"This diligent biography draws heavily on Kazin's own insights about himself and his surroundings, offering a testament to the struggles and triumphs of a writer who, though hampered by self-seriousness, 'bourgeois' neuroses, and a string of marital failures, kept his social and aesthetic ideals intact throughout decades of turmoil. Kazin was nevertheless a ruthless assessor whose greatest legacy is his resolute honesty."—New Yorker 

"Cook is a very sympathetic biographer; he is attuned to his subject and understands the forces that made this complex and difficult man tick. . . . Cook shows a sure grasp of the issues at stake throughout the tumultuous decades of Kazin's life and is an intelligent interpreter of his political values, motivations and actions."—Martin Rubin, San Francisco Chronicle

"Elegant. . . . One strand of Cook's biography traces Kazin's literary and academic triumphs, his encounters with books and authors, critics, intellectuals, scholars, politicians. This strand alone is worth a reader's time as Cook brings a pre-Internet, pre-blog writing culture to vivid life, full of intimate connection, passionate confrontation and deep engagement. . . . Another strand of Cook's biography, his account of Kazin's private side, is riveting on its own and amplifies the story of public achievement. . . . A balanced, readable, stimulating literary biography, bringing the man, his life and his times into focus, and renewing a reader's interest in Kazin's work."—Floyd Skloot, philly.com

"[An] exhaustively researched biography."—Damian DaCosta, New York Observer

"Kazin, the great critic, reviewer and memoirist, was himself one of the glories of American literature."—New York Times Book Review (Editors' Choice)

"The lesson of Cook's engaging, judicious book is simple: You can take the kid out of Brownsville, but you can't take Brownsville out of the kid. . . . Cook successfully argues that everything in Kazin's life, from his literary successes to his matrimonial failures, was overdetermined by his simultaneous attachment to, and revulsion for, his childhood home in Brooklyn."—Mark Oppenheimer, Forward

"Will probably be the definitive work on this difficult and combative man."—Sheldon Kirshner, Canandian Jewish News

"Richard M. Cook has taken on the daunting task of writing a biography of a master autobiographer, and the result is a lucid, fair-minded piece of work."—Jed Perl, New Republic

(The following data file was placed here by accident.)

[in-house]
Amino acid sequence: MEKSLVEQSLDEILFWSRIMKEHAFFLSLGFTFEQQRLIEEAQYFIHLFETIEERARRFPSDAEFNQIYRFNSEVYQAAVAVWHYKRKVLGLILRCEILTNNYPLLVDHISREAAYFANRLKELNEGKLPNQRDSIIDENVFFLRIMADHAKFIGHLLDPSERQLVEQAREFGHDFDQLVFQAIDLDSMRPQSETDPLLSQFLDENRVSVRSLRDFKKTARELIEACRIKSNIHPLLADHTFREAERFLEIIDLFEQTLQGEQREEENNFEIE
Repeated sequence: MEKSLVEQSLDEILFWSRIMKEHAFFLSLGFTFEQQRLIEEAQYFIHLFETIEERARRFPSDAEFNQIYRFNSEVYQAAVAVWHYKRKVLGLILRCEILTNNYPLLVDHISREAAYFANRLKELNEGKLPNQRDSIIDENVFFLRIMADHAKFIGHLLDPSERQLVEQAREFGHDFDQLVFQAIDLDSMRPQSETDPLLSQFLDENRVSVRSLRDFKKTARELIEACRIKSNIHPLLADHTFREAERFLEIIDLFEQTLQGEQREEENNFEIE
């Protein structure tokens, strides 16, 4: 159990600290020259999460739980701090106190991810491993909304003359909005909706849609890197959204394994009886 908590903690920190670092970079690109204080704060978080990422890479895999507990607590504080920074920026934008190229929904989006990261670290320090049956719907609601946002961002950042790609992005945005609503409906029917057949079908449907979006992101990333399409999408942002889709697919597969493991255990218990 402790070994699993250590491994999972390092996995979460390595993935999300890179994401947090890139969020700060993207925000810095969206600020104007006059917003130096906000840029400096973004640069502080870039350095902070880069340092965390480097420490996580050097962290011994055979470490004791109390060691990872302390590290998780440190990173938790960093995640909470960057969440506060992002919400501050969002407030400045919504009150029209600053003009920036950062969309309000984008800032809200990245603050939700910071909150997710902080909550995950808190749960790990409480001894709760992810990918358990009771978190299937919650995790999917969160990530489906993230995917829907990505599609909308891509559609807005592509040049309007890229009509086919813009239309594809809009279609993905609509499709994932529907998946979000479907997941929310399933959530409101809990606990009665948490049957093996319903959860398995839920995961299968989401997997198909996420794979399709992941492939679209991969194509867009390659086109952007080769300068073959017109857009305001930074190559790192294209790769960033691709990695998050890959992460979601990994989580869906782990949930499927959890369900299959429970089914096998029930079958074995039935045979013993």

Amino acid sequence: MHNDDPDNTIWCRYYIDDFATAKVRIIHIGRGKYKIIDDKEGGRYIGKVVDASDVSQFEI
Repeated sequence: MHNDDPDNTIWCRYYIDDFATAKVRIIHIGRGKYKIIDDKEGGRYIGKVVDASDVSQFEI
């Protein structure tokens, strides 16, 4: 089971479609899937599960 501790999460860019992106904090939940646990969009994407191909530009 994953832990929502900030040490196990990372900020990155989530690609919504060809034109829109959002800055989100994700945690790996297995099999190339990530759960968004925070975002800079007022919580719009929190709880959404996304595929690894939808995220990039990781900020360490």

"Cook's new biography, for which he enjoyed access to Kazin himself as well as to his family, friends, and ex-friends, carefully and serviceably narrates the enormous whirl of activity in Kazin's life. Cook is honest, thorough, even-handed and conscientious."—Carol Iannone, Commentary

"Cook has written an engrossing, even-handed biography, neatly balancing the public intellectual against the private man. Perhaps it will even encourage at least a few readers to seek out some of Kazin's criticism. Cook's own prose is brisk and engaging."—Michael Dirda, Washington Post Book World

"Well researched and lively. . . . Black and white photos and an extensive index round out an engaging and useful account of the life this influential writer-critic and one of the great American men of letters."—Jewish Book World

"Richard M. Cook succeeds in making Alfred Kazin readable and even fascinating. . . . Cook's narrative is shapely and satisfying."—Edward Mendelson, New York Review of Books

"A timely, well-researched biogrpahy that recovers Kazin as an important figure in American literary and cultural history. . . . This biography reminds the reader of Kazin's extensive influence on American literature and its study and in so doing contributes to American modernist studies and to literary studies in general. At a time when the humanities battles for public recognition of its importance, Cook's text offers an example of a critic who defined that project in relevant, important ways. Highly recommended."—Choice

"Rich, authoritative, well-researched, and analytic.—Stuart E. Knee, The Journal of American History

Selected as a 2008 AAUP University Press Book for Public and Secondary School Libraries.

Selected by Choice magazine as an Outstanding Academic Title from 2008.

Selected as one of the best books of 2008 by the Washington Post in the Biography category 
Alfred Kazin's Journals

Selected and Edited by Richard M. Cook